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Sri Lanka defends arrest of candidate Sarath Fonseka

The government says that comments the losing presidential candidate made to the BBC divulged state secrets and proved his disloyalty.

February 10, 2010|By Anshul Rana and Mark Magnier
  • Sarath Fonseka's wife speaks to journalists.
Sarath Fonseka's wife speaks to journalists. (Eranga Jayawardena / Associated…)

Reporting from Kuala Lumpur, Malaysia, and New Delhi -- The Sri Lanka government defended the arrest of presidential candidate Sarath Fonseka on Tuesday on the grounds that he conspired against the incumbent who defeated him in last month's vote.

Fonseka lost by nearly 20 percentage points to President Mahinda Rajapaksa in the Jan. 26 election. After the count, the challenger accused the victor of vote-tampering and vowed to challenge the results in court.

Soldiers on Monday arrested Fonseka, the former army chief.

Rajapaksa marshaled political will, budgets and public support last spring to win the 26-year war against the Liberation Tigers of Tamil Eelam. Fonseka directed the strategy and oversaw fighting on the ground.

The government information office said Tuesday that comments Fonseka made to the British Broadcasting Corp. in which he vowed to testify in a war-crimes trial against the government proved his disloyalty. The government has strongly resisted any outside review of its activities during the final days of the conflict.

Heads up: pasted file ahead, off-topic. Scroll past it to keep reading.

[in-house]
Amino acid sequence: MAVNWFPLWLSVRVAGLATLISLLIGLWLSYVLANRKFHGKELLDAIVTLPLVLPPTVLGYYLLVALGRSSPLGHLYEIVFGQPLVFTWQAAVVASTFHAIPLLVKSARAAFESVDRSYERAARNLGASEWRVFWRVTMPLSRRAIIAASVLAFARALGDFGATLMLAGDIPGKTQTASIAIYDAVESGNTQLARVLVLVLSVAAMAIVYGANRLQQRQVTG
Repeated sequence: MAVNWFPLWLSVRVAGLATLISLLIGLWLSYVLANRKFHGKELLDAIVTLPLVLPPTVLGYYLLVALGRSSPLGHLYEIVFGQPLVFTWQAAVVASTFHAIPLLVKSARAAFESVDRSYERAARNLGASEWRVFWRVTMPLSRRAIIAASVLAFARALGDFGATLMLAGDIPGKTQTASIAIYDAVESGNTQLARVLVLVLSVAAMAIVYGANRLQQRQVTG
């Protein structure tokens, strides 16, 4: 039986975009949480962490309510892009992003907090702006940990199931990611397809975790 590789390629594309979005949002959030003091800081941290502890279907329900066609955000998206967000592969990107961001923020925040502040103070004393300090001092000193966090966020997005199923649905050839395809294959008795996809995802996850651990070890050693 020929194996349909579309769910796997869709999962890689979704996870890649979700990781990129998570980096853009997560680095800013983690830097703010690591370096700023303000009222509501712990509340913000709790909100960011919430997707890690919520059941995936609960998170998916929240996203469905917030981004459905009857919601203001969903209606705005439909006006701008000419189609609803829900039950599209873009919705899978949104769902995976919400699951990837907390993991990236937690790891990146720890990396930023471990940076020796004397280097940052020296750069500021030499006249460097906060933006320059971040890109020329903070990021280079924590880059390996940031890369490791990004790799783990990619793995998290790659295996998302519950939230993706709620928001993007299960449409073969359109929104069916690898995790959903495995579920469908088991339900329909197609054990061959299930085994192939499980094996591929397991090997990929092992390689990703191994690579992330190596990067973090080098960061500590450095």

State news media said that in speaking to journalists Fonseka had divulged state secrets.

Since votes were tallied the government has accused Fonseka of plotting with ex-army officers and army loyalists to assassinate the president and seize power. It deployed troops around the hotel where the opposition candidate was staying on election night and subsequently raided his office and arrested at least 37 of his supporters and staff members.

Fourteen senior army officers who openly supported Fonseka were forced to retire and 40 others were transferred after the vote.

Political analyst Jehan Perera said personal dynamics between the incumbent and his challenger might be a factor.

"The fact that Fonseka is a war hero, new on the scene and attractive to voters worked for the opposition," Perera said. "By taking him away they have deprived the opposition."

However, Nanda Godage, another analyst who is a former Sri Lankan foreign secretary, said the government risked making a bigger hero of Fonseka.


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